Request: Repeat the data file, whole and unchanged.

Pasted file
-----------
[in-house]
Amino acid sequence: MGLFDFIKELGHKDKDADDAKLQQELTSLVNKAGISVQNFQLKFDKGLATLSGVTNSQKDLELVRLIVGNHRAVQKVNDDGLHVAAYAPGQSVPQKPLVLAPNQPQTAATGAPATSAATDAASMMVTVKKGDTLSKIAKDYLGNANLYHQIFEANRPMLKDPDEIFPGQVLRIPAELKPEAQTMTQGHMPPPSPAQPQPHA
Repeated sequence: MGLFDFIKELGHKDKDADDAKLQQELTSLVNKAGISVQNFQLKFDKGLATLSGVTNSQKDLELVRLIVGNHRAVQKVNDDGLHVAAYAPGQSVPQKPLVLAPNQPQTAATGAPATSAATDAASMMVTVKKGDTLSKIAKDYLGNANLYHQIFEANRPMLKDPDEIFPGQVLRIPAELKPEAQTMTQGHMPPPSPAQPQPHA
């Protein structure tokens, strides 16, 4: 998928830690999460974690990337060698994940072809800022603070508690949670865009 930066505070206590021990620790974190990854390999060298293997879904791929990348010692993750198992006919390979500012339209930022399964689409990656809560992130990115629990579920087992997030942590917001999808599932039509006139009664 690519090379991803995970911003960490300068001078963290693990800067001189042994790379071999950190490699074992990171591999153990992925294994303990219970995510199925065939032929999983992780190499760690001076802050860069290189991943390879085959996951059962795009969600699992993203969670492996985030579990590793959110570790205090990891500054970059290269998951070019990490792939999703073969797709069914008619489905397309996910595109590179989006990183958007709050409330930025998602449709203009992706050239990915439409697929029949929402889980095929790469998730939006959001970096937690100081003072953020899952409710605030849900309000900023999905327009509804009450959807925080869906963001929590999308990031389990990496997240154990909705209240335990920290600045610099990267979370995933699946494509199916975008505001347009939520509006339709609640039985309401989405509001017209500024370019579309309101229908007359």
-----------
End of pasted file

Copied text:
[in-house]
Amino acid sequence: MGLFDFIKELGHKDKDADDAKLQQELTSLVNKAGISVQNFQLKFDKGLATLSGVTNSQKDLELVRLIVGNHRAVQKVNDDGLHVAAYAPGQSVPQKPLVLAPNQPQTAATGAPATSAATDAASMMVTVKKGDTLSKIAKDYLGNANLYHQIFEANRPMLKDPDEIFPGQVLRIPAELKPEAQTMTQGHMPPPSPAQPQPHA
Repeated sequence: MGLFDFIKELGHKDKDADDAKLQQELTSLVNKAGISVQNFQLKFDKGLATLSGVTNSQKDLELVRLIVGNHRAVQKVNDDGLHVAAYAPGQSVPQKPLVLAPNQPQTAATGAPATSAATDAASMMVTVKKGDTLSKIAKDYLGNANLYHQIFEANRPMLKDPDEIFPGQVLRIPAELKPEAQTMTQGHMPPPSPAQPQPHA
């Protein structure tokens, strides 16, 4: 998928830690999460974690990337060698994940072809800022603070508690949670865009 930066505070206590021990620790974190990854390999060298293997879904791929990348010692993750198992006919390979500012339209930022399964689409990656809560992130990115629990579920087992997030942590917001999808599932039509006139009664 690519090379991803995970911003960490300068001078963290693990800067001189042994790379071999950190490699074992990171591999153990992925294994303990219970995510199925065939032929999983992780190499760690001076802050860069290189991943390879085959996951059962795009969600699992993203969670492996985030579990590793959110570790205090990891500054970059290269998951070019990490792939999703073969797709069914008619489905397309996910595109590179989006990183958007709050409330930025998602449709203009992706050239990915439409697929029949929402889980095929790469998730939006959001970096937690100081003072953020899952409710605030849900309000900023999905327009509804009450959807925080869906963001929590999308990031389990990496997240154990909705209240335990920290600045610099990267979370995933699946494509199916975008505001347009939520509006339709609640039985309401989405509001017209500024370019579309309101229908007359």